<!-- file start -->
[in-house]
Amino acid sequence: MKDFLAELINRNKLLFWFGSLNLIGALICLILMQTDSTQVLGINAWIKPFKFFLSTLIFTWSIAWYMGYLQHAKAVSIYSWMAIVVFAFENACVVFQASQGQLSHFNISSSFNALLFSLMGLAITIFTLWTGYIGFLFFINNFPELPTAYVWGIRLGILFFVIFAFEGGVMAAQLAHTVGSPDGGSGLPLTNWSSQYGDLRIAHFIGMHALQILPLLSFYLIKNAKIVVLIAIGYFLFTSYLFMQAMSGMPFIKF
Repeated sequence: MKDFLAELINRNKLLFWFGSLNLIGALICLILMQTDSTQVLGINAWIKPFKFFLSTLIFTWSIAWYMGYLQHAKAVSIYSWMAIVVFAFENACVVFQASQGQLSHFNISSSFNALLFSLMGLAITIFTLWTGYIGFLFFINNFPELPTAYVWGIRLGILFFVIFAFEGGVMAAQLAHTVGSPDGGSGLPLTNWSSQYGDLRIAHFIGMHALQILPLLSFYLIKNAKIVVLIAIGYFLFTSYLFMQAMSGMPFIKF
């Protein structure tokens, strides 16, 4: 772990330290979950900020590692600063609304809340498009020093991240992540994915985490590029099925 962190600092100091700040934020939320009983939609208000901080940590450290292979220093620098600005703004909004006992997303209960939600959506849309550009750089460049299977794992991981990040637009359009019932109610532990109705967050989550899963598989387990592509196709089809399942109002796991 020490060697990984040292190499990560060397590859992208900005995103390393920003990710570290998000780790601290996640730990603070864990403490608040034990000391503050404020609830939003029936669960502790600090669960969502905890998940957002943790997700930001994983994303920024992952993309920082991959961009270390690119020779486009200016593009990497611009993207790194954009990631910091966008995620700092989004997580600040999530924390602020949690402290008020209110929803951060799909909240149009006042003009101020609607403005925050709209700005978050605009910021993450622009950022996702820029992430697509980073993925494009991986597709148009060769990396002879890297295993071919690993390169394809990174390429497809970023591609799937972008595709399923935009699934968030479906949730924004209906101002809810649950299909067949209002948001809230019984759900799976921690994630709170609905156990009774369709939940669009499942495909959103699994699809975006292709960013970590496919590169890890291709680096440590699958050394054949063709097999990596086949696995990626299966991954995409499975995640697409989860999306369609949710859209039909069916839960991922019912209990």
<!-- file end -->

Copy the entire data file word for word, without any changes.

[in-house]
Amino acid sequence: MKDFLAELINRNKLLFWFGSLNLIGALICLILMQTDSTQVLGINAWIKPFKFFLSTLIFTWSIAWYMGYLQHAKAVSIYSWMAIVVFAFENACVVFQASQGQLSHFNISSSFNALLFSLMGLAITIFTLWTGYIGFLFFINNFPELPTAYVWGIRLGILFFVIFAFEGGVMAAQLAHTVGSPDGGSGLPLTNWSSQYGDLRIAHFIGMHALQILPLLSFYLIKNAKIVVLIAIGYFLFTSYLFMQAMSGMPFIKF
Repeated sequence: MKDFLAELINRNKLLFWFGSLNLIGALICLILMQTDSTQVLGINAWIKPFKFFLSTLIFTWSIAWYMGYLQHAKAVSIYSWMAIVVFAFENACVVFQASQGQLSHFNISSSFNALLFSLMGLAITIFTLWTGYIGFLFFINNFPELPTAYVWGIRLGILFFVIFAFEGGVMAAQLAHTVGSPDGGSGLPLTNWSSQYGDLRIAHFIGMHALQILPLLSFYLIKNAKIVVLIAIGYFLFTSYLFMQAMSGMPFIKF
């Protein structure tokens, strides 16, 4: 772990330290979950900020590692600063609304809340498009020093991240992540994915985490590029099925 962190600092100091700040934020939320009983939609208000901080940590450290292979220093620098600005703004909004006992997303209960939600959506849309550009750089460049299977794992991981990040637009359009019932109610532990109705967050989550899963598989387990592509196709089809399942109002796991 020490060697990984040292190499990560060397590859992208900005995103390393920003990710570290998000780790601290996640730990603070864990403490608040034990000391503050404020609830939003029936669960502790600090669960969502905890998940957002943790997700930001994983994303920024992952993309920082991959961009270390690119020779486009200016593009990497611009993207790194954009990631910091966008995620700092989004997580600040999530924390602020949690402290008020209110929803951060799909909240149009006042003009101020609607403005925050709209700005978050605009910021993450622009950022996702820029992430697509980073993925494009991986597709148009060769990396002879890297295993071919690993390169394809990174390429497809970023591609799937972008595709399923935009699934968030479906949730924004209906101002809810649950299909067949209002948001809230019984759900799976921690994630709170609905156990009774369709939940669009499942495909959103699994699809975006292709960013970590496919590169890890291709680096440590699958050394054949063709097999990596086949696995990626299966991954995409499975995640697409989860999306369609949710859209039909069916839960991922019912209990």